Reviewing workflow and system had been high on my priority list this year. The general idea is that if I get it more streamlined, it will definitely maximise my productivity and performance. More importantly, it keeps all my projects and tasks in check and I always have a bird-eye view when it comes to achieving my goals. It is one of the 20% things that would yield 80% results. Planning is one of those things that are often classified as “important” but not “urgent” in the classic matrix. But it is the area that we should all prioritise and spend time on, in order to keep the whole productivity engine going.
Quoting from “The Motivation Myth”, after we set a big goal (however “unrealistic” it seems), we should just forget about it and focus on the process instead. The goal always chooses the process. If you want to lose 20 pounds, such goal chooses the process of what exercise and what diet you need to go for, and the frequency of it. After taking the leap to quit my corporate job, I knew I needed a better system and better journalling prompts to make sure I was ahead of the game. I needed to create the ideal future self through imagination, clarity and execution. Besides the productivity system and task list I set up on Notion, I have been tweaking my quarterly, monthly and weekly reflection to track my productivity and performance.
Sometimes it is not just about how much output we could produce in a given period. Our mindset and mental health matter a lot too. Hence I was looking for some prompts that would make me reflect on my mindset and mentality, and signal my brain success that would kick off the feedback loop.
How did we get to where we are today?
This year I have been doing my quarterly reflection based on the ideas from Benjamin Hardy, one of my favourite bloggers on personal development (love his scientific approach and no-BS advice). The main idea behind setting goals, visualising and planning the future is that your future self defines who you are and what you do now. Contrary to the popular belief, our past does not necessary need to shape who we are, or explain why we behave in certain ways. It depends on the meaning we give to our past selves.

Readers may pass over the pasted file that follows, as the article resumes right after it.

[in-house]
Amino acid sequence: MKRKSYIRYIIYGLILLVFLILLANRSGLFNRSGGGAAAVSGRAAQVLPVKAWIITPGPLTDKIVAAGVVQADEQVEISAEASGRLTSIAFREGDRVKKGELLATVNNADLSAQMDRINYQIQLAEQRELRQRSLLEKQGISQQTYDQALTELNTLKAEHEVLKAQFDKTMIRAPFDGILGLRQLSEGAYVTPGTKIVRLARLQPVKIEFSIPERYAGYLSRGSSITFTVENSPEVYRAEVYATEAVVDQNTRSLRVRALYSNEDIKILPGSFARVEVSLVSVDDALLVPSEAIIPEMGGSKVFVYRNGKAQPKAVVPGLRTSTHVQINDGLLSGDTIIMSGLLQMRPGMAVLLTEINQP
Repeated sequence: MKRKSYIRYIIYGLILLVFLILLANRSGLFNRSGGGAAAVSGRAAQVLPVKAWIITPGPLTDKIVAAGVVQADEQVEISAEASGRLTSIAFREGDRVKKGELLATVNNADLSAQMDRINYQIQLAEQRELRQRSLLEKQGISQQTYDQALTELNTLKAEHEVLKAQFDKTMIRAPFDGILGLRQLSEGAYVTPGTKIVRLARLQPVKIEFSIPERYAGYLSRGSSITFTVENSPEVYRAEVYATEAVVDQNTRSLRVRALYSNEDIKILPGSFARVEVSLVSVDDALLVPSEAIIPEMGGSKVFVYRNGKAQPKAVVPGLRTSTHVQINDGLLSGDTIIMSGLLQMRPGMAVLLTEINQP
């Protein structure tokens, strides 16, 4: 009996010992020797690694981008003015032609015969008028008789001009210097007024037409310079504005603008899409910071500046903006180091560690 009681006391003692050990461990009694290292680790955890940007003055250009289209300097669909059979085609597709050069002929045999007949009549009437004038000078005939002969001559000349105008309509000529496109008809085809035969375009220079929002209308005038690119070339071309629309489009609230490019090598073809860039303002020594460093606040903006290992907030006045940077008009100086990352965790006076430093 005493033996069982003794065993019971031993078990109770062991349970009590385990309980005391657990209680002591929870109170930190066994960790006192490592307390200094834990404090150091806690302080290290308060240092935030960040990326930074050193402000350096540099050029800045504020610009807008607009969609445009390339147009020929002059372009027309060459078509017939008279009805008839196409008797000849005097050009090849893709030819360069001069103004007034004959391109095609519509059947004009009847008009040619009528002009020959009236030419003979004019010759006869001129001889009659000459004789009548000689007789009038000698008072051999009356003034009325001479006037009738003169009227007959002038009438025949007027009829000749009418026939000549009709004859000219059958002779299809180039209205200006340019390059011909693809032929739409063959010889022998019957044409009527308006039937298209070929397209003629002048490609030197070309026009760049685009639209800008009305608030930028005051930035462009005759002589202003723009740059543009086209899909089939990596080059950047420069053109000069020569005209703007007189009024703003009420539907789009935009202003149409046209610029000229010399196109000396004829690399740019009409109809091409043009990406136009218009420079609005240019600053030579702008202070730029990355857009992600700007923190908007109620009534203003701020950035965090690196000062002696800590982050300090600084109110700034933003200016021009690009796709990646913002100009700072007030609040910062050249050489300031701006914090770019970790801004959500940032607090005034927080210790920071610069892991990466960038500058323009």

A little mistake you made yesterday would not make you a “failure”.
A traumatic past would not make you a “victim”.
Essentially, we are 100% free to intrepret our past. Hence it can be lessons that help you move forward, or you can let it bound you, define you and say “this is who I am because xyz happened”.
“Your current sense of “normal” is what you presently believe you deserve.”
The whole idea of regular reflection and goalsetting is all part of reverse engineering from your vision. I am where I am now because I set goals to move towards the ideal direction 3 months ago. My future self tells me what I do now. My future self crafts the process for me to work on. The path is always clear.
Upgrade yourself every 90 days
Here are the 4 questions Benjamin listed out for quarterly review, originally from Dan Sullivan:
1 Winning achievements – Looking back over the past quarter, what are the things that make you the proudest about what you have achieved?
2 What’s hot? – When you look at everything that’s going on today, which areas of focus and progress are making you the most confident?
3 Bigger and better – Now, looking ahead at the next quarter, what new things are giving you the greatest sense of excitement?
4 What are the five new ‘jumps’ you can now achieve that will make your next 90 days a great quarter regardless of what else happens?
If you look at the questions more carefully, you will notice they are carefully designed to bring one point: you are in complete control of your growth. It is all about the goals and achievement you set for yourself, and you are measuring them every quarter with your past self (the gain), not the ideal self (the gap). The questions removed any excuse you might have about everything happening around you. I went through this set of questions 3 times this year and I was proud to say that the pandemic did not slow me down.
Do you have an internal locus of control? That is, do you attribute success to your own efforts and abilities; or do you think your success happened due to luck or fate, and you are not in control of that?
This year might have been really crap. But you do not need to waste time and take a “gap year”. What skills have you acquired during lockdown, working from home, or even when you’re jobless? What realisations did you have following the pandemic? What are you in control of?
Make the last 3 months of 2020 your greatest quarter ever. You have the power.